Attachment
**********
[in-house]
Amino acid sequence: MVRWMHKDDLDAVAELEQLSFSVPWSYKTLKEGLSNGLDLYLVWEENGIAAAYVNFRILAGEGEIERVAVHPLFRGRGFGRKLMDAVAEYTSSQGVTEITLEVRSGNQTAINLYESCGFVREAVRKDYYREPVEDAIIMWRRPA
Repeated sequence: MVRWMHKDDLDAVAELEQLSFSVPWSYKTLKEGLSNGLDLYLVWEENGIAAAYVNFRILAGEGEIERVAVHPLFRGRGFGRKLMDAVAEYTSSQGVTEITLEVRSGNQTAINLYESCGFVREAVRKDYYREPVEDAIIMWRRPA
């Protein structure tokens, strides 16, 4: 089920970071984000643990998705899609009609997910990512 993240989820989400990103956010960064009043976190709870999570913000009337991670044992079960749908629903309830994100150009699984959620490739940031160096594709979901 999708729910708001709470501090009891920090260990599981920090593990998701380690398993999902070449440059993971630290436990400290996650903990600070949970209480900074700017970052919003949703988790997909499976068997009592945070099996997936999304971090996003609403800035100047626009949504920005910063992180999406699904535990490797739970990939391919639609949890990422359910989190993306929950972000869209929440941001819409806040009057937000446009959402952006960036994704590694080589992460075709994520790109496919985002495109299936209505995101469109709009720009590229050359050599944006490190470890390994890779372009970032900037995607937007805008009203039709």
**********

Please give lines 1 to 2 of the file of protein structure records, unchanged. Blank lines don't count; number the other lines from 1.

[in-house]
Amino acid sequence: MVRWMHKDDLDAVAELEQLSFSVPWSYKTLKEGLSNGLDLYLVWEENGIAAAYVNFRILAGEGEIERVAVHPLFRGRGFGRKLMDAVAEYTSSQGVTEITLEVRSGNQTAINLYESCGFVREAVRKDYYREPVEDAIIMWRRPA